15 August 2006

Biomedical and computational scientists at The University of Queensland have combined forces to create a powerful new tool that will greatly increase the amount of data bio-scientists can expect to process in a week.

Sophisticated software that slashes the processing time required to select high-resolution images is poised to boost biomedical research around the world.

Screening processes that once demanded hundreds of hours from a skilled operator can now be done by a less-skilled operator in a fraction of the time.

The Rapid semi-automated single particle selection software (SwarmPS) speeds-up the painstaking and often laborious process of selecting scientifically ‘significant' images from the thousands of ‘non-significant' images which routinely accompany them.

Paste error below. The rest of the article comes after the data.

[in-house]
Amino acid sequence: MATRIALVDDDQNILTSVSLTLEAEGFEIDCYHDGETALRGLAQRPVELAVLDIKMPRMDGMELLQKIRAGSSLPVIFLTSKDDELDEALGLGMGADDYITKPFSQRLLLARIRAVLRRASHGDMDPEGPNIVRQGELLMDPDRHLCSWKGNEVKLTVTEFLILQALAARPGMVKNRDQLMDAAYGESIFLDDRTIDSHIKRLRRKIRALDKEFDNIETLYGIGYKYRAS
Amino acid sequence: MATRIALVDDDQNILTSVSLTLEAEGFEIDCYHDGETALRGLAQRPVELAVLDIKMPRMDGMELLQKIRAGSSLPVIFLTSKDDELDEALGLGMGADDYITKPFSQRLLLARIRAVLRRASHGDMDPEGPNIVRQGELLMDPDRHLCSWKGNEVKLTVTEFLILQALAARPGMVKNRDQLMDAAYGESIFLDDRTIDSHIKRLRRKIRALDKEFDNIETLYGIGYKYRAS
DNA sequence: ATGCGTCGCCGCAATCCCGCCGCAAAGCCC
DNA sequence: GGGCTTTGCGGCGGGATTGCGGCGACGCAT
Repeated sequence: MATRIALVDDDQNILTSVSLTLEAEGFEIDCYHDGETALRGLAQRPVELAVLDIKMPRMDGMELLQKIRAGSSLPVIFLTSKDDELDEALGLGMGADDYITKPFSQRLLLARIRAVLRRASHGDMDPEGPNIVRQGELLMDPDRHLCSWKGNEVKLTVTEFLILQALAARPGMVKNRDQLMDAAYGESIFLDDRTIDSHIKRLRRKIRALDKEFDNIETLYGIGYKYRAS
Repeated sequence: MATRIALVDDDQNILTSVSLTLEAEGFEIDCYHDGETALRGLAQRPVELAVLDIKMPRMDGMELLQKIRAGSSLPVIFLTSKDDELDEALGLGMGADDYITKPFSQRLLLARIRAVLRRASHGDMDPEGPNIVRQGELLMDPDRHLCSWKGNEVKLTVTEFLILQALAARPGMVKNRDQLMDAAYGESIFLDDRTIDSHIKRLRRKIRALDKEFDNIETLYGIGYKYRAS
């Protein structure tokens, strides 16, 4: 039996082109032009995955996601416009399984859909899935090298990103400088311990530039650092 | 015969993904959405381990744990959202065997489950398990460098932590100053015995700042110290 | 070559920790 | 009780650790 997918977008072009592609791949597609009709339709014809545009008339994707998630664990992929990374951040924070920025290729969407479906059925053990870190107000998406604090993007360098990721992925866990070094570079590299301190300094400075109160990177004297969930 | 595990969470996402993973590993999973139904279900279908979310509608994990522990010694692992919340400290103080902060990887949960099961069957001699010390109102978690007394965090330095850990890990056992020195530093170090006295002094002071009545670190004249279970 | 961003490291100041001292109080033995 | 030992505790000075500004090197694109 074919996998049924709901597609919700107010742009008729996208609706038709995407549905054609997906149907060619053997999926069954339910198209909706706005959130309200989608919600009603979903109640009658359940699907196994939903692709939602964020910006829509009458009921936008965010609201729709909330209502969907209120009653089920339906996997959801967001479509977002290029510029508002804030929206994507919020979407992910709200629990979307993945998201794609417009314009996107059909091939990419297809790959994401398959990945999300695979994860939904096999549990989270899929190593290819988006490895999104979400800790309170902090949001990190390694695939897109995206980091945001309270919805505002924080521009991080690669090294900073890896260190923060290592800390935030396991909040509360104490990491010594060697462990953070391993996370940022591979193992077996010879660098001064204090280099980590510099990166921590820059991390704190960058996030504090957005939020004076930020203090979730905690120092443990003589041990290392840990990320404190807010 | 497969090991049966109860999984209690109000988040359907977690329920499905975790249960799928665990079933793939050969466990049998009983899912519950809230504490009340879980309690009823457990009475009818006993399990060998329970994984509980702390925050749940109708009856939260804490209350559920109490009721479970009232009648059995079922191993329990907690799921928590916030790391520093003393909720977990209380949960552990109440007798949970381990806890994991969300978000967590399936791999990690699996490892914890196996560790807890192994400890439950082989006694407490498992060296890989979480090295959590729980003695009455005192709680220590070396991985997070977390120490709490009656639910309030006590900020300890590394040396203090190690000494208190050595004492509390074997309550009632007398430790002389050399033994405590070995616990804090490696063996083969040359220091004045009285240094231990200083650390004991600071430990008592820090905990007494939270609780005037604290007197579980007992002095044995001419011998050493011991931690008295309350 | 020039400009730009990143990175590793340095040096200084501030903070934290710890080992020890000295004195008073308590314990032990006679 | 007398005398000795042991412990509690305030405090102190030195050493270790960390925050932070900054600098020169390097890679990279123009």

Incorporating cross-correlation and edge-detection algorithms, SwarmPS is an improvement on other available technologies because it uses human interaction with images to fine-tune its considerable processing power.

Queensland Brain Institute computational scientist Geoffery Ericksson said the software involved about 20,000 separate lines of computer code and had the potential to save researchers both time and money.

“Essentially, SwarmPS has been designed to provide a user-friendly, powerful and flexible graphical interface to manage and run particle selection jobs,” Dr Ericksson said.

“It's envisaged that users will be able to run the program in a semi-automated mode, with the ability to exert full manual override at any stage, providing maximum flexibility in terms of speed and accuracy of particle selection.

“Shielding people from mundane, repetitive tasks allows them to think about more important aspects of their work.”

Developed by scientists from the Queensland Brain Institute and the Institute for Molecular Bioscience, SwarmPS has been designed to run across most standard computer platforms.

Media enquiries: Dr Geoffery Ericksson (07) 3346 8823, Ron Hohenhaus 3346 7543

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